MiniDumpFileMask

Permissions mask for minidump files. The value of the mask is an octal number (by convention, four digits) in the same format as the standard umask command, and AMPS applies this mask exactly as the umask command would. The file is created with the user and group that the AMPS server process runs under.

AMPS accepts a maximum value of 666 for the mask.

For example, here are some common umask settings:

Value Result
0444 File is readable by owner, group, and any user.
0440 File is readable by owner and members of the owner’s group
0400 File is readable by owner only
0664 File is readable and writable by owner and members of the owner’s group. File is readable by any user.
0644 File is readable and writable by owner. File is readable by members of the owner’s group and any user.

Default: 0640, which makes the file readable and writable by the file owner and readable by members of the owner’s group.

Table 3.4: Mini Dump Directory Parameters

<AMPSConfig>
    ...

    <MiniDumpDirectory>/var/tmp</MiniDumpDirectory>
    <MiniDumpFileMask>0644</MiniDumpFileMask>

    ...
</AMPSConfig>

Example 3.3: MiniDump Configuration Example

Configuration Validation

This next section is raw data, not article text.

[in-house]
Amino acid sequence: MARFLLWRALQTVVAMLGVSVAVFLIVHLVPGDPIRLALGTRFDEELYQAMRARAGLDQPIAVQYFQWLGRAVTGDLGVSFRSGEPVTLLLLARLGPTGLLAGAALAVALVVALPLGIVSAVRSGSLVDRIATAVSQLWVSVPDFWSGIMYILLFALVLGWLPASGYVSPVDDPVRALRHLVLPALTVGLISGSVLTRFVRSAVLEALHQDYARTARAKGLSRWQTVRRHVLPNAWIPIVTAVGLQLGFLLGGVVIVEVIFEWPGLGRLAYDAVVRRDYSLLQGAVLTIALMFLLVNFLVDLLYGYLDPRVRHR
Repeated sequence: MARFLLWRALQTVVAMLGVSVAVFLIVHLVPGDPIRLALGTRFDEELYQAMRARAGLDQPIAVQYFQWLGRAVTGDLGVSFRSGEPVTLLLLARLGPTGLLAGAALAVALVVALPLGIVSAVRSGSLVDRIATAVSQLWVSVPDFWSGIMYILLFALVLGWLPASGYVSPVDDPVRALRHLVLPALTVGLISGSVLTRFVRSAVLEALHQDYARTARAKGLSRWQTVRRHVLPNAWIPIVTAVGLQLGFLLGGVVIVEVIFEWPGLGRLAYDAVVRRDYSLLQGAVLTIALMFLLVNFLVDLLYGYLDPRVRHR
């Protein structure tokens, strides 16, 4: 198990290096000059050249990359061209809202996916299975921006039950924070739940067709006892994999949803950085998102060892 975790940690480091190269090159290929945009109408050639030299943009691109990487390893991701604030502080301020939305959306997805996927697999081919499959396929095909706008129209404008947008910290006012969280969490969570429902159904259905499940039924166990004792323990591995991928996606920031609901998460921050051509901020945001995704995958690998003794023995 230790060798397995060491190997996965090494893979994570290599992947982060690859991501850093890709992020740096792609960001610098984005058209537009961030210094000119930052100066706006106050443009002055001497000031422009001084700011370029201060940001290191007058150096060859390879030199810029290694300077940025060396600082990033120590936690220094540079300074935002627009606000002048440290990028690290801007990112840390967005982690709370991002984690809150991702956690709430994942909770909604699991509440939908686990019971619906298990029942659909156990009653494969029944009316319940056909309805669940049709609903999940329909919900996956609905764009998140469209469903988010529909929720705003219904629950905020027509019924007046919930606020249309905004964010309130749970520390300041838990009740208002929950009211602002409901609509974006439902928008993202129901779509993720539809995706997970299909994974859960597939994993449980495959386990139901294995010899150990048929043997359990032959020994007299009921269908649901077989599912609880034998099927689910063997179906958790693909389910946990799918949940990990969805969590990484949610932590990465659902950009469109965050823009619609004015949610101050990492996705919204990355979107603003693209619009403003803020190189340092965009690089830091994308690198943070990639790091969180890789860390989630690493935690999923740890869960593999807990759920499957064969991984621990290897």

The configuration validation option can be used to enable or disable the validation checking performed by AMPS on the initialization of each instance. Disabling the configuration validation can cause AMPS to start in an invalid state or not properly log warnings or errors in the configuration file.

caution Configuration validation should only be disabled during testing or debugging. We strongly recommend against disabling configuration validation in a production or development environment.

Element Description
ConfigValidation

Setting this to disabled will turn off AMPS configuration validation. The default is enabled, ensuring that the current AMPS configuration meets valid parameter ranges and data types.

When this option is set to disabled, AMPS may start with an inconsistent or invalid configuration, which may have unpredictable effects.

Table 3.5: Config Validation Parameters

<AMPSConfig>
    <ConfigValidation>enabled</ConfigValidation>
</AMPSConfig>

Example 3.4: Configuration Validation Example

Tuning

The Tuning section of the configuration file sets instance-level parameters for tuning the performance of AMPS. In many cases, AMPS self-tunes to take advantage of the hardware and environment. However, explicitly setting tuning parameters is sometimes necessary in cases where an AMPS instance cannot determine the best value. For example, if multiple AMPS servers are running on the same system, 60East recommends disabling NUMA.

caution Use the Tuning element with care. Options in the Tuning element can affect AMPS performance, and the behavior of Tuning options may be version-specific.